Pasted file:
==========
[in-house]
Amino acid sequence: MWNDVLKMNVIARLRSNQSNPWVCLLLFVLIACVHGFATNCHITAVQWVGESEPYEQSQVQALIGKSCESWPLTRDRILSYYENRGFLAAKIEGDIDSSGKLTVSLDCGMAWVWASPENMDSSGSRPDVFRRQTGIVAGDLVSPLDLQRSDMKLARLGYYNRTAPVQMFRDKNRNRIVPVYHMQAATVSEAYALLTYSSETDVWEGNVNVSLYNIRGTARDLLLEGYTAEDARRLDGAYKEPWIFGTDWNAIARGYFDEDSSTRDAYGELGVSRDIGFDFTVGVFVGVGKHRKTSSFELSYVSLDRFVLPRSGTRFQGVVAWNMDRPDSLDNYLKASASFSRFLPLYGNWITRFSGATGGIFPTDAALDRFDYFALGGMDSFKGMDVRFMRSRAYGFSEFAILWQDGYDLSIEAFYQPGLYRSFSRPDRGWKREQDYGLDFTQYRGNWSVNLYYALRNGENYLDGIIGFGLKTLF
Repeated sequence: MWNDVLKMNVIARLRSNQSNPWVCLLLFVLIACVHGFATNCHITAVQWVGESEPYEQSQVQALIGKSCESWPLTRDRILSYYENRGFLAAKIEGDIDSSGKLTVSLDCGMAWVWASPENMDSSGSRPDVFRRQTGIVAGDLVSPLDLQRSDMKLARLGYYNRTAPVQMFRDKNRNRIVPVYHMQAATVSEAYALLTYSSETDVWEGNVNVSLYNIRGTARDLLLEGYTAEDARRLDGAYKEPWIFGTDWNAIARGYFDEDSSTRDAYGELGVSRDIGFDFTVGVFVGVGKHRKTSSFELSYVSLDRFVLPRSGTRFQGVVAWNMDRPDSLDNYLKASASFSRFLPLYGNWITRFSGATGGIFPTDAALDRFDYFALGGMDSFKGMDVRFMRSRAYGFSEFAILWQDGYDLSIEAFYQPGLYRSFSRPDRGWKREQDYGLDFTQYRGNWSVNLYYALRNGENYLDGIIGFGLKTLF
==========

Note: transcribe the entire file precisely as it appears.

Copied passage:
[in-house]
Amino acid sequence: MWNDVLKMNVIARLRSNQSNPWVCLLLFVLIACVHGFATNCHITAVQWVGESEPYEQSQVQALIGKSCESWPLTRDRILSYYENRGFLAAKIEGDIDSSGKLTVSLDCGMAWVWASPENMDSSGSRPDVFRRQTGIVAGDLVSPLDLQRSDMKLARLGYYNRTAPVQMFRDKNRNRIVPVYHMQAATVSEAYALLTYSSETDVWEGNVNVSLYNIRGTARDLLLEGYTAEDARRLDGAYKEPWIFGTDWNAIARGYFDEDSSTRDAYGELGVSRDIGFDFTVGVFVGVGKHRKTSSFELSYVSLDRFVLPRSGTRFQGVVAWNMDRPDSLDNYLKASASFSRFLPLYGNWITRFSGATGGIFPTDAALDRFDYFALGGMDSFKGMDVRFMRSRAYGFSEFAILWQDGYDLSIEAFYQPGLYRSFSRPDRGWKREQDYGLDFTQYRGNWSVNLYYALRNGENYLDGIIGFGLKTLF
Repeated sequence: MWNDVLKMNVIARLRSNQSNPWVCLLLFVLIACVHGFATNCHITAVQWVGESEPYEQSQVQALIGKSCESWPLTRDRILSYYENRGFLAAKIEGDIDSSGKLTVSLDCGMAWVWASPENMDSSGSRPDVFRRQTGIVAGDLVSPLDLQRSDMKLARLGYYNRTAPVQMFRDKNRNRIVPVYHMQAATVSEAYALLTYSSETDVWEGNVNVSLYNIRGTARDLLLEGYTAEDARRLDGAYKEPWIFGTDWNAIARGYFDEDSSTRDAYGELGVSRDIGFDFTVGVFVGVGKHRKTSSFELSYVSLDRFVLPRSGTRFQGVVAWNMDRPDSLDNYLKASASFSRFLPLYGNWITRFSGATGGIFPTDAALDRFDYFALGGMDSFKGMDVRFMRSRAYGFSEFAILWQDGYDLSIEAFYQPGLYRSFSRPDRGWKREQDYGLDFTQYRGNWSVNLYYALRNGENYLDGIIGFGLKTLF